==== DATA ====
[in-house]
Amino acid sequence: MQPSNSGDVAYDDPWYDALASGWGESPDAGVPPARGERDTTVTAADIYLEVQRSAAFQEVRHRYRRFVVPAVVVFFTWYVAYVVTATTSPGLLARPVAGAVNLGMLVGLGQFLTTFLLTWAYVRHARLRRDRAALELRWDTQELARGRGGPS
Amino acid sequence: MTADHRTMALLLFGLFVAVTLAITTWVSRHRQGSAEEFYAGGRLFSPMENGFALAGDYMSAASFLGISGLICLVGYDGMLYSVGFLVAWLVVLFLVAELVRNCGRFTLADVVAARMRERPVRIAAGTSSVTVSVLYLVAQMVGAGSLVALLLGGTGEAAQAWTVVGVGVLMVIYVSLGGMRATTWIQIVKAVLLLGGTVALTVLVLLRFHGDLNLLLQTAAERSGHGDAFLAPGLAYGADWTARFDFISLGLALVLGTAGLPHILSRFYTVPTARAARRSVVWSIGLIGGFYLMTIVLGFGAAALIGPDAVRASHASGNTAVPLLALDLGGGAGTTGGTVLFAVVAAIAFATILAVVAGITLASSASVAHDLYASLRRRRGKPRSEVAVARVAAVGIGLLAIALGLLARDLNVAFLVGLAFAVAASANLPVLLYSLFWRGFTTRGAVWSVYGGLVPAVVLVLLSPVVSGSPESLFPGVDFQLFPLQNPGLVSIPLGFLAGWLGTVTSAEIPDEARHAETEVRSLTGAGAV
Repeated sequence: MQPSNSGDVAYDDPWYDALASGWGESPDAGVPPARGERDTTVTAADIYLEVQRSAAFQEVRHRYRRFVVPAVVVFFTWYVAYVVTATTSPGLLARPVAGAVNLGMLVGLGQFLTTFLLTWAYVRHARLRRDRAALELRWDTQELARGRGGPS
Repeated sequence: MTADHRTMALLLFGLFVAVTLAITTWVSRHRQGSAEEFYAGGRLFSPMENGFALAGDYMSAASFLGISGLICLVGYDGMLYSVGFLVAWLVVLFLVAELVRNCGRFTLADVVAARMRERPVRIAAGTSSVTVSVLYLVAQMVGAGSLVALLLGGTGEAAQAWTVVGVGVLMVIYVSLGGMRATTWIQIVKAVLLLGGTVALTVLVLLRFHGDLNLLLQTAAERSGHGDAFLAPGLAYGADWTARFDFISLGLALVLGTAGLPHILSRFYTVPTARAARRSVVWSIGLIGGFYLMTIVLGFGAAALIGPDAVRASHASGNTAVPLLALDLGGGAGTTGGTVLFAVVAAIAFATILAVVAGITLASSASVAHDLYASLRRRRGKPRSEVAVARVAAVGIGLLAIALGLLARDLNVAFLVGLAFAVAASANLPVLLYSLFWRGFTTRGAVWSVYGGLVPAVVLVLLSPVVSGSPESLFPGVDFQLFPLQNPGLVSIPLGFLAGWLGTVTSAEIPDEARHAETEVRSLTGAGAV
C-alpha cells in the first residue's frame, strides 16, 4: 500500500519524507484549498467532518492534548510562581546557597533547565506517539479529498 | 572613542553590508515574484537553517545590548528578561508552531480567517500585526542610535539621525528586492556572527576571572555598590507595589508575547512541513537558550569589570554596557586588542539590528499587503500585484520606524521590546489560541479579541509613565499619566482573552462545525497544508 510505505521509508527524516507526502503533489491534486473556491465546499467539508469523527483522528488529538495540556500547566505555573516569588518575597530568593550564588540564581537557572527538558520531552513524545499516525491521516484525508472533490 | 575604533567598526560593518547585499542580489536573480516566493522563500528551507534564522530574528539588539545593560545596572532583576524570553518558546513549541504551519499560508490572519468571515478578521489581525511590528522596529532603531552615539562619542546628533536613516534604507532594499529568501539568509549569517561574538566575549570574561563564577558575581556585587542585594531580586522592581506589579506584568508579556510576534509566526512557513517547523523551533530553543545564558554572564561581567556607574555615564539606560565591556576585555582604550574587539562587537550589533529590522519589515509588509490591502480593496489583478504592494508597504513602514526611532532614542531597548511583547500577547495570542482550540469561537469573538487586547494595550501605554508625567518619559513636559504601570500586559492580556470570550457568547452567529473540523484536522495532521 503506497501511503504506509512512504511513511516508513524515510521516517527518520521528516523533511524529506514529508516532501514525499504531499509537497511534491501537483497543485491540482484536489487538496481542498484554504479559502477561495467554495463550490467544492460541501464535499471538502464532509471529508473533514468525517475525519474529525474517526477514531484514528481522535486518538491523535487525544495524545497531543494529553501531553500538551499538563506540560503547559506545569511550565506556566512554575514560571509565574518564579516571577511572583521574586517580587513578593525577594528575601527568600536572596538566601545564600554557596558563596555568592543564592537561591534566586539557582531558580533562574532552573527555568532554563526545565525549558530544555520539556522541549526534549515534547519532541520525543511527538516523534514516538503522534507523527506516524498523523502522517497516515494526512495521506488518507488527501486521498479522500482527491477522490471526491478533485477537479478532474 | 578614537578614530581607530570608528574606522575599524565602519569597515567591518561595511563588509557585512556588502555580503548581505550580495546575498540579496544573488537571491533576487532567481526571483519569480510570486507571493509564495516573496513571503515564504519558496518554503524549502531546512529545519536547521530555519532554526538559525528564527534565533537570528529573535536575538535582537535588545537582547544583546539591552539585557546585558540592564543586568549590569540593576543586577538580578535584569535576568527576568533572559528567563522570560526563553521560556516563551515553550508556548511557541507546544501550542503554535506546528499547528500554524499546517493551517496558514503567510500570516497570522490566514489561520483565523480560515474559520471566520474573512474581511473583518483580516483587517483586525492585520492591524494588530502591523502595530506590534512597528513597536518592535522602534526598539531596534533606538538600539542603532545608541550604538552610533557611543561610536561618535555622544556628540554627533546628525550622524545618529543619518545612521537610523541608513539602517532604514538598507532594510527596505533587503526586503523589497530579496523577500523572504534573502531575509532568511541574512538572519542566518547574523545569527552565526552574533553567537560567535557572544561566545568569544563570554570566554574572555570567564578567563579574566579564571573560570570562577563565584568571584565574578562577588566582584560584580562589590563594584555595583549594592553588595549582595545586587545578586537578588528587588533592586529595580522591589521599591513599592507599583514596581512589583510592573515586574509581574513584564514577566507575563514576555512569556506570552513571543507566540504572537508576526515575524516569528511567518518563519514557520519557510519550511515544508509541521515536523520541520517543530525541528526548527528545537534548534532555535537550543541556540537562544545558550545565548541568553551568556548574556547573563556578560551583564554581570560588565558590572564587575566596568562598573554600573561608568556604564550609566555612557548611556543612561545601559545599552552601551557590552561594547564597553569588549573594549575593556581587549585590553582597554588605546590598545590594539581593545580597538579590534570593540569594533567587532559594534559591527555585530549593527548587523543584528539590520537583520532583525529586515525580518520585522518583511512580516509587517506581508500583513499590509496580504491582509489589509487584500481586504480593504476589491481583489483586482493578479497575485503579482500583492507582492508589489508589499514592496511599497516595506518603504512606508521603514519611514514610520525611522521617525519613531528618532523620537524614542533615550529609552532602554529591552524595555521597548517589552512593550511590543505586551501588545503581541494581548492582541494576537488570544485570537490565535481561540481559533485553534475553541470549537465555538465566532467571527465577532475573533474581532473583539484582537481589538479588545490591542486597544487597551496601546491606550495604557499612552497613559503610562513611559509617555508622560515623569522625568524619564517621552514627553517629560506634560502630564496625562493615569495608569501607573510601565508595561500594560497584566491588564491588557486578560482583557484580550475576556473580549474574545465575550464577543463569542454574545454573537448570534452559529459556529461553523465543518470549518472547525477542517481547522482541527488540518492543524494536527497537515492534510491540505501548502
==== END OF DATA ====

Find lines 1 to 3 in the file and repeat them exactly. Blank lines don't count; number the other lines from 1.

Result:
[in-house]
Amino acid sequence: MQPSNSGDVAYDDPWYDALASGWGESPDAGVPPARGERDTTVTAADIYLEVQRSAAFQEVRHRYRRFVVPAVVVFFTWYVAYVVTATTSPGLLARPVAGAVNLGMLVGLGQFLTTFLLTWAYVRHARLRRDRAALELRWDTQELARGRGGPS
Amino acid sequence: MTADHRTMALLLFGLFVAVTLAITTWVSRHRQGSAEEFYAGGRLFSPMENGFALAGDYMSAASFLGISGLICLVGYDGMLYSVGFLVAWLVVLFLVAELVRNCGRFTLADVVAARMRERPVRIAAGTSSVTVSVLYLVAQMVGAGSLVALLLGGTGEAAQAWTVVGVGVLMVIYVSLGGMRATTWIQIVKAVLLLGGTVALTVLVLLRFHGDLNLLLQTAAERSGHGDAFLAPGLAYGADWTARFDFISLGLALVLGTAGLPHILSRFYTVPTARAARRSVVWSIGLIGGFYLMTIVLGFGAAALIGPDAVRASHASGNTAVPLLALDLGGGAGTTGGTVLFAVVAAIAFATILAVVAGITLASSASVAHDLYASLRRRRGKPRSEVAVARVAAVGIGLLAIALGLLARDLNVAFLVGLAFAVAASANLPVLLYSLFWRGFTTRGAVWSVYGGLVPAVVLVLLSPVVSGSPESLFPGVDFQLFPLQNPGLVSIPLGFLAGWLGTVTSAEIPDEARHAETEVRSLTGAGAV